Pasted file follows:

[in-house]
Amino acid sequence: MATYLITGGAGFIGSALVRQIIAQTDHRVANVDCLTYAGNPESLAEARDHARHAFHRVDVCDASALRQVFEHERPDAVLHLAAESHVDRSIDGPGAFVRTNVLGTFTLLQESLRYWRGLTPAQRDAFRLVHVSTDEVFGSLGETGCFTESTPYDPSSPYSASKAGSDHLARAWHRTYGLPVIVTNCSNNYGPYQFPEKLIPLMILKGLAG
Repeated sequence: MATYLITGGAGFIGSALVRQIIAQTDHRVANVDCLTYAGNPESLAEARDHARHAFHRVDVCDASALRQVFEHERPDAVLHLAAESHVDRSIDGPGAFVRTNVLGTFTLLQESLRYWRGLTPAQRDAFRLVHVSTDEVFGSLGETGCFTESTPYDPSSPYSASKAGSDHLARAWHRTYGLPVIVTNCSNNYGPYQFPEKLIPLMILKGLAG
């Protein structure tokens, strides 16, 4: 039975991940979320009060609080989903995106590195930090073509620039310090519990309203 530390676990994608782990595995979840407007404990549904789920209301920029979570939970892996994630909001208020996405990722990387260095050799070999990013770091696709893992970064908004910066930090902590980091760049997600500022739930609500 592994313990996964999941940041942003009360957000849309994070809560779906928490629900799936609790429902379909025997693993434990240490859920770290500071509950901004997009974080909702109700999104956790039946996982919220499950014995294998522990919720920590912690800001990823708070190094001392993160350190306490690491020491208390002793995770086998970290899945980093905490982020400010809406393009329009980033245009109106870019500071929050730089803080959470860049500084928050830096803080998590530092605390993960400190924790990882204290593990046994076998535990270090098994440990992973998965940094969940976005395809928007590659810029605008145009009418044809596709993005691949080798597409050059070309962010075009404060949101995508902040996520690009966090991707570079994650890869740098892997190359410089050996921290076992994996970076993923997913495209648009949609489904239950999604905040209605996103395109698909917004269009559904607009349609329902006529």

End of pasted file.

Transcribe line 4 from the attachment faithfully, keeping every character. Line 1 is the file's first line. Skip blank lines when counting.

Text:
């Protein structure tokens, strides 16, 4: 039975991940979320009060609080989903995106590195930090073509620039310090519990309203 530390676990994608782990595995979840407007404990549904789920209301920029979570939970892996994630909001208020996405990722990387260095050799070999990013770091696709893992970064908004910066930090902590980091760049997600500022739930609500 592994313990996964999941940041942003009360957000849309994070809560779906928490629900799936609790429902379909025997693993434990240490859920770290500071509950901004997009974080909702109700999104956790039946996982919220499950014995294998522990919720920590912690800001990823708070190094001392993160350190306490690491020491208390002793995770086998970290899945980093905490982020400010809406393009329009980033245009109106870019500071929050730089803080959470860049500084928050830096803080998590530092605390993960400190924790990882204290593990046994076998535990270090098994440990992973998965940094969940976005395809928007590659810029605008145009009418044809596709993005691949080798597409050059070309962010075009404060949101995508902040996520690009966090991707570079994650890869740098892997190359410089050996921290076992994996970076993923997913495209648009949609489904239950999604905040209605996103395109698909917004269009559904607009349609329902006529």